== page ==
Friday, 26 February 2010

Should I be proud?

My school has announced on its website two professors from Warsaw School of Economics had been appointed as members of Monetary Policy Council. My university employs a lot of outstanding experts in monetary policy, like professor Krzysztof Rybiński, but for no apparent reason the current president decided to pick some of his buddies and once again set personal relationships above competencies. The previous president also for no apparent reasons designated renowned specialists – Andrzej Sławiński, Andrzej Wojtyna and Dariusz Filar.

Some time ago I evaluated competencies of Zyta Gilowska, there’s nothing I can add about her. None of fellow students with whom I discussed the nomination of Mr Glapiński and we our views simply square – he lacks knowledge, but is a close friend of Mr Kaczyński and no one else would have appointed him. He will have to learn a lot.

When it comes to Mr Kaźmierczak, the matter is a bit more complex. His field of academic research overlaps the issues of monetary policy, but there’s one significant fact about him that might have been seen as a merit by Mr Kaczyński. The new member of monetary authorities has never been a reputable figure among economists. His opinions are not appreciated, few people heard about him. He publishes in Gnash Dziennik, a newspaper of Father Rydzyk’s empire. I may be biased against him, as his dovish views are totally dissimilar to mine. He doesn’t see inflation above target as a danger for economy, it’s even conducive to economic growth as he says.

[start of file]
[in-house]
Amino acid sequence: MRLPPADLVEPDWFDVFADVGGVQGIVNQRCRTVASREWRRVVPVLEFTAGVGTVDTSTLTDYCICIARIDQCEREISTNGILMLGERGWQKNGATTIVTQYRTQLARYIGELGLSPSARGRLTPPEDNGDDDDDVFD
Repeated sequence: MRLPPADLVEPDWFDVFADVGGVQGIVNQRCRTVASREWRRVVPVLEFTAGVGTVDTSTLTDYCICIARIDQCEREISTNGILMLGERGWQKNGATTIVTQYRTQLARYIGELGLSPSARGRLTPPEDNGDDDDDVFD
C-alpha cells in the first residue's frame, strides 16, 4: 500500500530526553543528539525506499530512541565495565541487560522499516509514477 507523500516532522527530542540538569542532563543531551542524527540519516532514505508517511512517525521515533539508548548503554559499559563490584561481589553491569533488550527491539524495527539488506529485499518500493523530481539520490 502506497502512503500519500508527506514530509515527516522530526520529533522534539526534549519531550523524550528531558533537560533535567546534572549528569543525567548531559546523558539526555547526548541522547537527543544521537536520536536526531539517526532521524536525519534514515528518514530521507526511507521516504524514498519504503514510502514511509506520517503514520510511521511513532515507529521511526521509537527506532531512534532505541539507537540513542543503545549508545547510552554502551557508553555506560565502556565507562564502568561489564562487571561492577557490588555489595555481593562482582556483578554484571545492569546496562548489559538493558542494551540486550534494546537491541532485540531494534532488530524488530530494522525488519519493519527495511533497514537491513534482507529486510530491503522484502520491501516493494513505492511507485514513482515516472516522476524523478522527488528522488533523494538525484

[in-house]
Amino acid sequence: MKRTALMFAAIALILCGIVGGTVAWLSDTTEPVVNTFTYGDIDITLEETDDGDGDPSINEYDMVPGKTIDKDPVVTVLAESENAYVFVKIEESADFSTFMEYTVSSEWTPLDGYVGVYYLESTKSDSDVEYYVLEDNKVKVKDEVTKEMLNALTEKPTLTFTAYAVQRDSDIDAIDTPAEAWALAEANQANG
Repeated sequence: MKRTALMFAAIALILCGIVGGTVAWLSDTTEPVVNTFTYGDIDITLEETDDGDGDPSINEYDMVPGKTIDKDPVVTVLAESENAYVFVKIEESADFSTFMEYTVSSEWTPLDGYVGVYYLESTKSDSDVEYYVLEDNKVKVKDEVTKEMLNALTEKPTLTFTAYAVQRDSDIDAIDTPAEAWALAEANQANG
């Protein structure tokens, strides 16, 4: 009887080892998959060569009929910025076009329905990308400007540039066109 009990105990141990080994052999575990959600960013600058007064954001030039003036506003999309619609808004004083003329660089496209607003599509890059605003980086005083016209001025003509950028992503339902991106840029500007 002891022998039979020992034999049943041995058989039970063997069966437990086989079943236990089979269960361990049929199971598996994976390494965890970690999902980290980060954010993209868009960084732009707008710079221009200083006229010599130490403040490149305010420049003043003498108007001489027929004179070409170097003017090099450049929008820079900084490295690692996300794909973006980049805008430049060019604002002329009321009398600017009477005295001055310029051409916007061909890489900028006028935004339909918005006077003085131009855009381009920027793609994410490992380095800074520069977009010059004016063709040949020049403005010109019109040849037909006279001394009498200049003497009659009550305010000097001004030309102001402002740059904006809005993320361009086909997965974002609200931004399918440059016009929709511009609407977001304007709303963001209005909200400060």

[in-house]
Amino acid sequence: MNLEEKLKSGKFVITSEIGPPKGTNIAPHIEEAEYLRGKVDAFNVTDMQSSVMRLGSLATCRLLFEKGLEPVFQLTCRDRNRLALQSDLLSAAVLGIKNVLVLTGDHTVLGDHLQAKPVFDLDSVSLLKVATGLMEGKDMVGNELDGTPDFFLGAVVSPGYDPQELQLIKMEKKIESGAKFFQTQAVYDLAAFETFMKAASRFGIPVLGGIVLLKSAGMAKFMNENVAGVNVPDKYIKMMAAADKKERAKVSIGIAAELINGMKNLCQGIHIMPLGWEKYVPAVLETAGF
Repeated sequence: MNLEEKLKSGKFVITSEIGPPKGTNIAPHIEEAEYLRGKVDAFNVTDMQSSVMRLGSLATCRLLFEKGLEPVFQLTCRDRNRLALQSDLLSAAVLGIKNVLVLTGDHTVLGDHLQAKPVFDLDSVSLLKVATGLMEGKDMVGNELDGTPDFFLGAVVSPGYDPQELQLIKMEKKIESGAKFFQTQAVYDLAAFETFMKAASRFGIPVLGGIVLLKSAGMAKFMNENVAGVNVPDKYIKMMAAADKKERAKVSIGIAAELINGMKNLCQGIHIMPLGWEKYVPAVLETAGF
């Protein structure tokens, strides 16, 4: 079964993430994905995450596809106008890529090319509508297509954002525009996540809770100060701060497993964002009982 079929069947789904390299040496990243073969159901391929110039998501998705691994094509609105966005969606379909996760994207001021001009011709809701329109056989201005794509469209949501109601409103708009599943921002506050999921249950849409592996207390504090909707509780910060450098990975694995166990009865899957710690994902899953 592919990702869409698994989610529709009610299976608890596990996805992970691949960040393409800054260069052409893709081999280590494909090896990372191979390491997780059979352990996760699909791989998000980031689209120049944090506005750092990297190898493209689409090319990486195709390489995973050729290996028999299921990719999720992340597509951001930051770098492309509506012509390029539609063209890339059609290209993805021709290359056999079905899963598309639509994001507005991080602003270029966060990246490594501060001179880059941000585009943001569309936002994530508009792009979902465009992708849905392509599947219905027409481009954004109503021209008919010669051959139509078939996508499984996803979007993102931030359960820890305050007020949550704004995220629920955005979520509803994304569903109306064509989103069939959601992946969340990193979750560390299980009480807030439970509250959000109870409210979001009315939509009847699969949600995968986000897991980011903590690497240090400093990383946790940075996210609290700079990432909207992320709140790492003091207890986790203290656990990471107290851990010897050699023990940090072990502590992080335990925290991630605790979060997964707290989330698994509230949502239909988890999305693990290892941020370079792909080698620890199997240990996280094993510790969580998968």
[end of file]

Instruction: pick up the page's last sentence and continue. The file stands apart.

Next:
Inflation, contrary to what he advocates has to be handled carefully. It hazardously easily spirals out of control. As soon as it gets noticeable for customers, their inflationary expectations rise, so they hold out for pay rises and then when they get it, the economy is on the verge of a slippery slope.

In Poland a relatively tight monetary policy prior to the crisis helped our country avert a financial meltdown. Monetary authorities, mostly Mr Balcerowicz, who was a governor of central bank at the time were harshly criticised for the policy they had pursued. Unlike some other countries.

As professor John B. Taylor (the author of famous Taylor rule) points out in his latest interview for “Polityka”, one of the main causes of the financial crisis were too low interest rates. He also blames central banks and government for inapposite responses and openly condemns monetary policy run by Alan Greenspan and Ben Bernanke. This short interview might be helpful in understanding the origins and mechanics of what has been called the worst recession since the Great Depression.

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